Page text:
11 Wild Volcano Facts

At least 1,500 active volcanoes dot the globe, and some of them have been continuously erupting for years. They form when molten rock called magma up and breaks through a weak area of Earth’s surface. The chambers that contain magma can quietly lurk underground for hundreds of years, and then erupt with surprising fury. Here are some amazing facts about volcanoes.

1.    The volcanic rock pumice is the only rock that can float in water. It is usually grey and full of bubbly holes, which form when hot gases jet furiously out of the rock as it cools.

2.    The most formidable volcanoes are called supervolcanoes. A supervolcanic eruption can rain hellfire across thousands of miles and cause worldwide climatic changes, such as a drop in global temperature due to the release of tons of ash particles into the atmosphere. These monsters rear there ugly heads only ever few hundred thousand years, however. One of the biggest is in Yellowstone National Park, and scientists say it may be due for another eruprtion.

3.      The largest volcanic eruption ever observed was of Mount Tambora , on the island of Sumbawa, in Indonesia. Its eruption in 1815 killed about 100,000 people. Indonesia is thought to have the largest number of historically active volcanoes – a total of 76, according to the U.S. Geological Survey.

4.     Most volcanoes occur near the edges of tectonic plates, the massive rock slabs that make up Earth's surface. But some volcanoes, such as the Yellowstone supervolcano, lie over other "hot spots" where magma wells up from deep within the Earth.

5.     Known as the land of fire and ice, Iceland perches atop the volcanoes of the Atlantic’s mid-oceanic ridge. The latest eruption of the Eyjafjallajokull volcano (in April 2010) pales in comparison to the violent 1783's eruption of Mount Skaptar, which devastated the island's farming and fishing reserves and caused a famine that killed a fifth of the country's people.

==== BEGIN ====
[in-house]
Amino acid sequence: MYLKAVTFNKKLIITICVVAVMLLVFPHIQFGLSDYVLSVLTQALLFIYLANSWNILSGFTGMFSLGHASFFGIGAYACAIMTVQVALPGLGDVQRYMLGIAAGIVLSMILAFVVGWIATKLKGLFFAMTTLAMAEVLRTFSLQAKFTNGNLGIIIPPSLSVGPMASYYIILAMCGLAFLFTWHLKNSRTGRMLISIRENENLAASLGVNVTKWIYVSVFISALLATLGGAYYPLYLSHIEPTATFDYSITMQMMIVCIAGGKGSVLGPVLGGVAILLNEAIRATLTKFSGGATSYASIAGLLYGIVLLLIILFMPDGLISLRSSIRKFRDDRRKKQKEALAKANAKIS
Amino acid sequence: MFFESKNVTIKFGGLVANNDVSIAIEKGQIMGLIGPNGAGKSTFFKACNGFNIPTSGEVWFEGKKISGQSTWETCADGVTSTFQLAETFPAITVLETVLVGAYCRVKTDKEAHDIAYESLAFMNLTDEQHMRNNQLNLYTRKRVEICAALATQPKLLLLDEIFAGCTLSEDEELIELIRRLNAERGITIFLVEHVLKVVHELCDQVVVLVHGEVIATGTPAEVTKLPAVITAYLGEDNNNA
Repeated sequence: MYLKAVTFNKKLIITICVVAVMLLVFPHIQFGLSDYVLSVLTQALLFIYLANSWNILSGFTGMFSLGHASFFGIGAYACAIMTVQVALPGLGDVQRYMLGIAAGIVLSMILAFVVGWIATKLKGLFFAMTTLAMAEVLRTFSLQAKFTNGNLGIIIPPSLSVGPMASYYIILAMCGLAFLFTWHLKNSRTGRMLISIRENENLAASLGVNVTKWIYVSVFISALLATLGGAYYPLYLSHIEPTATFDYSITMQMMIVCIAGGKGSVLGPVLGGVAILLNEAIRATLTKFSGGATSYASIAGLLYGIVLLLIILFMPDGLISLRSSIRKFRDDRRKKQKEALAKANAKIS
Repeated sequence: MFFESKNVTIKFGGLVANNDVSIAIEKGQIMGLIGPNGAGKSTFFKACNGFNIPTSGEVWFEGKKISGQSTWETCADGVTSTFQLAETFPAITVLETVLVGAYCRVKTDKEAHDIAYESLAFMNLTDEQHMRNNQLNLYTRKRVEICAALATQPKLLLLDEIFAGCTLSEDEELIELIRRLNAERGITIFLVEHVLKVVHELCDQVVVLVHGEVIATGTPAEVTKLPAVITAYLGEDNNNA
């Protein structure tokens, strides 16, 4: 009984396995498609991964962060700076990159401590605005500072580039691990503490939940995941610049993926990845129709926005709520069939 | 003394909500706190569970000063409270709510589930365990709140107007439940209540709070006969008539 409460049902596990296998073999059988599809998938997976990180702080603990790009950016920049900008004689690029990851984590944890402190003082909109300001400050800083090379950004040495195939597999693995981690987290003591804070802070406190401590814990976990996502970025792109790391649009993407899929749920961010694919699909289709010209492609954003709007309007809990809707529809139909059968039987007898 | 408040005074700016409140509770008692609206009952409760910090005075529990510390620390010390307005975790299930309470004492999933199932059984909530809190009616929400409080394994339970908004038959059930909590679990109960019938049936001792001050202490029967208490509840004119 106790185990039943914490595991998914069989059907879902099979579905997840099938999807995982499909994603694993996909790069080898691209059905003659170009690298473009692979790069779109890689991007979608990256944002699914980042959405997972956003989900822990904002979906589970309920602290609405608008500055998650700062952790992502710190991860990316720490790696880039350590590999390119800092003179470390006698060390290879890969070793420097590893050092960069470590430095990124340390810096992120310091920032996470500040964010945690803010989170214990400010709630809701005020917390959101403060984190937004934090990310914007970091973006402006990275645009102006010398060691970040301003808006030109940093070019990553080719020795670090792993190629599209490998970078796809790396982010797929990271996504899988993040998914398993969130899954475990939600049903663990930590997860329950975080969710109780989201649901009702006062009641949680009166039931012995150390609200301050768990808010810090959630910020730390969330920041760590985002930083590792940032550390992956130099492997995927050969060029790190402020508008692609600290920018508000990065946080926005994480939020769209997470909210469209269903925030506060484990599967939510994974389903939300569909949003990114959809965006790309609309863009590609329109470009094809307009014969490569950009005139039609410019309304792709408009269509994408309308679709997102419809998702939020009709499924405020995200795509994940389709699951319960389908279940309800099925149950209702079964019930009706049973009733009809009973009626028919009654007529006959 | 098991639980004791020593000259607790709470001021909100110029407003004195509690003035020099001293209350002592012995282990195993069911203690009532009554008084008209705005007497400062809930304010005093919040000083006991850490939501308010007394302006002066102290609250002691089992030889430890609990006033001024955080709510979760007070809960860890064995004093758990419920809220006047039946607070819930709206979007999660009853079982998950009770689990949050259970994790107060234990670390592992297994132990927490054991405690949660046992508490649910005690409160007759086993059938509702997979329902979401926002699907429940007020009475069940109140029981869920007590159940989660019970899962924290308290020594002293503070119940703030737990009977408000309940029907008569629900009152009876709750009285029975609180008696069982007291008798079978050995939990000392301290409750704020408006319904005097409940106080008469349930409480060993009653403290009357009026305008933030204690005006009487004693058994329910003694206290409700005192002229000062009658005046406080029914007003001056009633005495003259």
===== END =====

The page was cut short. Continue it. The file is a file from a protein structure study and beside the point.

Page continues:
6.     The 1991 eruption of  Mount Pinatubo in the Philippines was even worse. This volcano spewed 22 million tons of sulfur dioxide, which encircled the entire planet and brought the global temperature down at least 0.5 degrees C, according to the USGS.

7.    Volcanoes can grow. As lava and ash accumulate, they add layers and height to the volcanic surface.  This is one common way mountains are built.

8.    Volcanoes can become extinct. If scientists do not expect a volcano to ever erupt ever again, they consider it to be extinct. Volcanoes that are not currently active but may erupt again are labeled dormant.

9.    The sheer force of some volcanic eruptions can cause its magma chambers to collapse, forming a giant, bowl-shaped crater called a caldera.

10.    The biggest volcano on Earth is Hawaii’s Mauna Loa. One of the five volcanoes in Hawaii, it towers 13,000 feet above sea level. The Hawaiian Islands were actually created by a hot spot.

11.    Volcanoes make sunsets more colorful. When Alaska's Kasatochi volcano erupted in 2008, people all over the world saw unusually beautiful  orange and coral hues in sunsets. This visual phenomenon is the result of fine ash particles in the atmosphere scattering the sun's rays.

Remy Melina was a staff writer for Live Science from 2010 to 2012. She holds a bachelor’s degree in Communication from Hofstra University where she graduated with honors.